Two-time cancer survivor devotes time in remission to helping others in need
BECKLEY, W.Va. (WVVA) - When you or someone you love receives a cancer diagnosis, the last thing you should have to worry about is how you’re going to pay for treatment or even how you’re going to get to that treatment.
WVVA spoke to Charleston native, Brett Wilson, 50, a two-time cancer survivor who now spends her days helping others battling illnesses.
Wilson’s journey with cancer started when she was very young. In 1974, at the age of two, she was diagnosed with acute lymphoblastic leukemia (ALL) and started receiving chemotherapy. After five years of this treatment, she went into remission only to relapse and be diagnosed with non-Hodgkin’s lymphoma at the age of nine.
She blue-coded twice while receiving care.
After years of treatment and a childhood spent within the white walls of a hospital, Wilson says, when she finally went into remission for the last time at the age of 12, she didn’t know what was next.
“I left the hospital and they [doctors] were like, ‘Good luck to you. Go be normal,’ Wilson shared of her experience. “How does that work? I’ve spent eight years of my life in a hospital. Now, you’re expecting me just to go as if nothing happened and supposed to be able to integrate into society.”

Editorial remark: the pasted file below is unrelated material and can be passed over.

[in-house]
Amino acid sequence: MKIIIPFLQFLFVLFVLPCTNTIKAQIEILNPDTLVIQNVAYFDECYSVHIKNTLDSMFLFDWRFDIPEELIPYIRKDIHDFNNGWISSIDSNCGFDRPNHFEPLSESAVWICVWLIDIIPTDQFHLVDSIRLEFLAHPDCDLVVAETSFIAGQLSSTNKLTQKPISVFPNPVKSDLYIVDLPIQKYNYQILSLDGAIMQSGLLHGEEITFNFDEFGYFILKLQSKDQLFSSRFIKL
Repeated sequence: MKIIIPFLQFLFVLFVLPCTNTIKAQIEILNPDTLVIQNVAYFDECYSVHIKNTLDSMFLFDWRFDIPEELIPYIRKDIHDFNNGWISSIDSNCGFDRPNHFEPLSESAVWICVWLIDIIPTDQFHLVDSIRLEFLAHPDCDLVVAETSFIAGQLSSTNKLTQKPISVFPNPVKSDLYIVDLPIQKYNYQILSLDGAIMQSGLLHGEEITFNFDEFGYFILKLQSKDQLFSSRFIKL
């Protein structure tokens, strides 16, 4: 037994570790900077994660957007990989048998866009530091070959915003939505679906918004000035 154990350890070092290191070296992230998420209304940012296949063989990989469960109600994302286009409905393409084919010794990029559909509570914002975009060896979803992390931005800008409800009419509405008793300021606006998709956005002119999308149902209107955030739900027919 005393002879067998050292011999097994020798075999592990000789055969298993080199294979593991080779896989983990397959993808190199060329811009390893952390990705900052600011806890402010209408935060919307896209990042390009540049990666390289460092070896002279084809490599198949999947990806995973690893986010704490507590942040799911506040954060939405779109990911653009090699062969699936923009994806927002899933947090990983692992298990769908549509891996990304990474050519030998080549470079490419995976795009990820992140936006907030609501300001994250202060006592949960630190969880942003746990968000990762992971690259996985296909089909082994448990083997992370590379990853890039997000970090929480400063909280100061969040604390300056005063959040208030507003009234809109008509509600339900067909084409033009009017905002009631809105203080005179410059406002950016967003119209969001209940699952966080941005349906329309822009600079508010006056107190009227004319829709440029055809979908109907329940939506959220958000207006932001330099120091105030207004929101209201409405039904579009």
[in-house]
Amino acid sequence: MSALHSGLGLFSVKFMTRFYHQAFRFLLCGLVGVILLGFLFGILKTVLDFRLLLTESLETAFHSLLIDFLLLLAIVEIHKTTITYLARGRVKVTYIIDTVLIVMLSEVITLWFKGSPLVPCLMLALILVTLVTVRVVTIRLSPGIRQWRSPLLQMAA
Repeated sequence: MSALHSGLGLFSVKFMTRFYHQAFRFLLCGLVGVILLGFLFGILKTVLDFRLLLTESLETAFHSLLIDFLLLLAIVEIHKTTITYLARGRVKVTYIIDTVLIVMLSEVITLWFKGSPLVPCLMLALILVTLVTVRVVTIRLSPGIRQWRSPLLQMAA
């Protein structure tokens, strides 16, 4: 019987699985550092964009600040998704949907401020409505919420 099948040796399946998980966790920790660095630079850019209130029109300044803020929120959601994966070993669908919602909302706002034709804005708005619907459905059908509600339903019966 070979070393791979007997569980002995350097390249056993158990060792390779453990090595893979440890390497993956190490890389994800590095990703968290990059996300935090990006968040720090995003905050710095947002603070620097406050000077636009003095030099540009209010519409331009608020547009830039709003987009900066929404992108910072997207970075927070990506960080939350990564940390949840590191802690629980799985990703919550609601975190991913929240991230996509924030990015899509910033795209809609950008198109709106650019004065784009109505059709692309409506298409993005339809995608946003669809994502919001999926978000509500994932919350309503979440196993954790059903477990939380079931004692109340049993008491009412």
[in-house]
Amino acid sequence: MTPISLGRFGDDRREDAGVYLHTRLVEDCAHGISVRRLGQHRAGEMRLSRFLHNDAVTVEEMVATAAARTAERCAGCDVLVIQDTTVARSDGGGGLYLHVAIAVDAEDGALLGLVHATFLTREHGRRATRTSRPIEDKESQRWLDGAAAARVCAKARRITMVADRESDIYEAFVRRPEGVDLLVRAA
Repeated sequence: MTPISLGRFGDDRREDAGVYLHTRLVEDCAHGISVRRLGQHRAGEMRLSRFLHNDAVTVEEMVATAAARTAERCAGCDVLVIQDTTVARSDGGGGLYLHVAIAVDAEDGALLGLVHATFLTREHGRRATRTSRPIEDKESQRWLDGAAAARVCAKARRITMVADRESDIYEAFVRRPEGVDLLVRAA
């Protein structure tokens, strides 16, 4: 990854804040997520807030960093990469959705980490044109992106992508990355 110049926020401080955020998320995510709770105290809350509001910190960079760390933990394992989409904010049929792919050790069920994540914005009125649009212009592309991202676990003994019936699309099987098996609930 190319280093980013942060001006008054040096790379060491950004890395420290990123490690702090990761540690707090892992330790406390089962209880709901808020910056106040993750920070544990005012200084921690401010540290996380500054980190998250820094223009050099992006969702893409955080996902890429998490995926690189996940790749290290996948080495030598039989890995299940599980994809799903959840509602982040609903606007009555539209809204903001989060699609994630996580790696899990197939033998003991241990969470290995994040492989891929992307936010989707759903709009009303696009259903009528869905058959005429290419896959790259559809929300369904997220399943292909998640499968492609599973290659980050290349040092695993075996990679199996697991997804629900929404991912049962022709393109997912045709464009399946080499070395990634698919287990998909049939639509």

Worst of all, Wilson says no one was there to help her and her family understand the struggles of cancer survivorship, in addition to helping with medical bills and other expenses.
She said this lack of knowledge about her future seriously impacted her health. She didn’t know that in her thirties she would have to have a pacemaker put in as a result of treatments she received decades before. She didn’t know that her gallbladder would become calcified because of her chemotherapy and need to be removed.
“No one was giving me any instruction, any education along the way...My mom was a master’s degree school teacher; my father was a master’s degree school teacher; my grandmother was a master’s degree school teacher, but none of them had a master’s degree in ‘you’ve been diagnosed with cancer.”
Wilson created a vision born from the thought that no person, no family should have to worry about having enough money and finding help over their battle with cancer. She wanted to create a place for both patients and survivors and offer them a lending hand that she didn’t receive.
“I said, ‘One day, I’m going to create a center and I’m going to help other people not go through the journey the way that we did.’”
Walking Miracles, a non-profit organization, was created in 2012. In a little over a decade, it has provided nearly 300 families in 37 counties with travel assistance, counseling services, and resources. Additionally, it has received more than $250,000 in donations to help fill the financial burdens left by cancer.
“The more resources, the more people we can hope and create a nice connection to be able to kind of serve more people and to give more money for travel assistance and gas and food and lodging costs,” Wilson shared.
In addition to helping cancer patients in West Virginia, Walking Miracles is now extending operations into Pittsburg, Pennsylvania, where Wilson hopes to help even more families.
Click here to learn more about Walking Miracles.
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